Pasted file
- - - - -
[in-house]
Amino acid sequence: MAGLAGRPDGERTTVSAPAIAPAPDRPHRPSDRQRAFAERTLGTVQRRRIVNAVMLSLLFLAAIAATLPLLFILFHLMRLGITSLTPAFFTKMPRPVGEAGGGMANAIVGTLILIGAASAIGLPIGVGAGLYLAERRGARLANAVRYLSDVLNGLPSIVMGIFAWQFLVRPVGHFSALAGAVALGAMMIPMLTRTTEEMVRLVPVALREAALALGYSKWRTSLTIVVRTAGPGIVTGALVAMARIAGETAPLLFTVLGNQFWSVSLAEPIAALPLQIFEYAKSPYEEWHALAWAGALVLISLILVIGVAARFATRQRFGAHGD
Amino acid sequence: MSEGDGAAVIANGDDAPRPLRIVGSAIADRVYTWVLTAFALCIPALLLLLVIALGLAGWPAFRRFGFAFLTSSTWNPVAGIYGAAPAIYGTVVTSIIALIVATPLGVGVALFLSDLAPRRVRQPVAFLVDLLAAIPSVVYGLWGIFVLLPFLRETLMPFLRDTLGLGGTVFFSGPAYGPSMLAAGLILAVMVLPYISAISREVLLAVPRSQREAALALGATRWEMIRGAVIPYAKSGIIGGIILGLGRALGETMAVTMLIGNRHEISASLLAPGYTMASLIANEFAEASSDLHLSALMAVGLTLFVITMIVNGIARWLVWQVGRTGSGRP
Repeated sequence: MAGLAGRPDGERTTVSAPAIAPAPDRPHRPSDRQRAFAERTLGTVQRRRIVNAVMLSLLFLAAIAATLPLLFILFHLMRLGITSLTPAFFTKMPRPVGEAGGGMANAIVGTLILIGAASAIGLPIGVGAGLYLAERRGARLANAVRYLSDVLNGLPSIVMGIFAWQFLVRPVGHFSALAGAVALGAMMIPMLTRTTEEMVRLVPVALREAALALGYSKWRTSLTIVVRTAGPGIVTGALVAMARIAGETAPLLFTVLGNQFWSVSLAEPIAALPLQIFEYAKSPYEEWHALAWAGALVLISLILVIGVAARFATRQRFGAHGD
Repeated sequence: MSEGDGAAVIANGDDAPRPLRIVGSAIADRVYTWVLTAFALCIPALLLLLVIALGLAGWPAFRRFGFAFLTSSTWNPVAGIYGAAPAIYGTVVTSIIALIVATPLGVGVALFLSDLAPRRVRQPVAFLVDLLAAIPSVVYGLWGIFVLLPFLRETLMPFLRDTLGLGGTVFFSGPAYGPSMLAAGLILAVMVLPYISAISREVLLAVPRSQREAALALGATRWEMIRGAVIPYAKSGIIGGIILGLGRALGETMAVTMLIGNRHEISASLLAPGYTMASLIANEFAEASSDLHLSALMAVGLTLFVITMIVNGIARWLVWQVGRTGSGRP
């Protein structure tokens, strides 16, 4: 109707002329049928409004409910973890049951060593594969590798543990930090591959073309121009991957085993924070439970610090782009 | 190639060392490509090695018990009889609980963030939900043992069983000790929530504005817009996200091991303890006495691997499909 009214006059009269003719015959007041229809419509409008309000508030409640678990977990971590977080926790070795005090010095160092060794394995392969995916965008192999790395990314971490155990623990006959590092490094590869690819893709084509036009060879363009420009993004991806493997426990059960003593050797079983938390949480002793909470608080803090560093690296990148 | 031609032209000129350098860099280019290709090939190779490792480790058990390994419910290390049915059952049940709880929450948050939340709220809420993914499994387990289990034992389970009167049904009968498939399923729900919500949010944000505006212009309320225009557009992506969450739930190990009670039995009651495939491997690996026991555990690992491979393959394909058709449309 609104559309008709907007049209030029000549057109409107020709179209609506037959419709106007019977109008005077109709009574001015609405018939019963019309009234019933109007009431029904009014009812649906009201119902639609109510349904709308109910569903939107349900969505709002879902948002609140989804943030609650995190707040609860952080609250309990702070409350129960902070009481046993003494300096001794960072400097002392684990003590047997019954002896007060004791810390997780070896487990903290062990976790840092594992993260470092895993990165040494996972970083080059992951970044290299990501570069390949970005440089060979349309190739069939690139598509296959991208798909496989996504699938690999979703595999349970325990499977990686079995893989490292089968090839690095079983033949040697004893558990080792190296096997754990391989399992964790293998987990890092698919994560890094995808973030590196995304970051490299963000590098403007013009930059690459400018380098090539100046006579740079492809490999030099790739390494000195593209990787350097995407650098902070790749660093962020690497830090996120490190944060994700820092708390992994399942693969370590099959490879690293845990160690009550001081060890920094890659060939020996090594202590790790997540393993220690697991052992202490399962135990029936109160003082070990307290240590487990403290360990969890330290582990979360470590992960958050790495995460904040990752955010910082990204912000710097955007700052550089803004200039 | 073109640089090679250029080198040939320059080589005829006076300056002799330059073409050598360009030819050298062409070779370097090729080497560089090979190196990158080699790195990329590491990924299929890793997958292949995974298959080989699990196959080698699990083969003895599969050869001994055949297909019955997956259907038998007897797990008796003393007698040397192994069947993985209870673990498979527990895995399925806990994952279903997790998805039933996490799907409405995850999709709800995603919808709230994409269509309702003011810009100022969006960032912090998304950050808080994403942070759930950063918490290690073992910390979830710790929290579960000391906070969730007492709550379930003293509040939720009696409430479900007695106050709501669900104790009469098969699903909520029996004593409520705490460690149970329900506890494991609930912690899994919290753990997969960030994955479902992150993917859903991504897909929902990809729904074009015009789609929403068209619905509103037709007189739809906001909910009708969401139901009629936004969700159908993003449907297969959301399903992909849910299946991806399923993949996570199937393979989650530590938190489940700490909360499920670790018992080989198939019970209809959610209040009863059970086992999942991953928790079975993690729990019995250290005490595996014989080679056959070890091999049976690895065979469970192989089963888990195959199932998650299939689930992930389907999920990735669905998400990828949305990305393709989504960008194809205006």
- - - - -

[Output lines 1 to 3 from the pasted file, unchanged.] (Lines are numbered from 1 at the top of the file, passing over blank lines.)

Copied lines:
[in-house]
Amino acid sequence: MAGLAGRPDGERTTVSAPAIAPAPDRPHRPSDRQRAFAERTLGTVQRRRIVNAVMLSLLFLAAIAATLPLLFILFHLMRLGITSLTPAFFTKMPRPVGEAGGGMANAIVGTLILIGAASAIGLPIGVGAGLYLAERRGARLANAVRYLSDVLNGLPSIVMGIFAWQFLVRPVGHFSALAGAVALGAMMIPMLTRTTEEMVRLVPVALREAALALGYSKWRTSLTIVVRTAGPGIVTGALVAMARIAGETAPLLFTVLGNQFWSVSLAEPIAALPLQIFEYAKSPYEEWHALAWAGALVLISLILVIGVAARFATRQRFGAHGD
Amino acid sequence: MSEGDGAAVIANGDDAPRPLRIVGSAIADRVYTWVLTAFALCIPALLLLLVIALGLAGWPAFRRFGFAFLTSSTWNPVAGIYGAAPAIYGTVVTSIIALIVATPLGVGVALFLSDLAPRRVRQPVAFLVDLLAAIPSVVYGLWGIFVLLPFLRETLMPFLRDTLGLGGTVFFSGPAYGPSMLAAGLILAVMVLPYISAISREVLLAVPRSQREAALALGATRWEMIRGAVIPYAKSGIIGGIILGLGRALGETMAVTMLIGNRHEISASLLAPGYTMASLIANEFAEASSDLHLSALMAVGLTLFVITMIVNGIARWLVWQVGRTGSGRP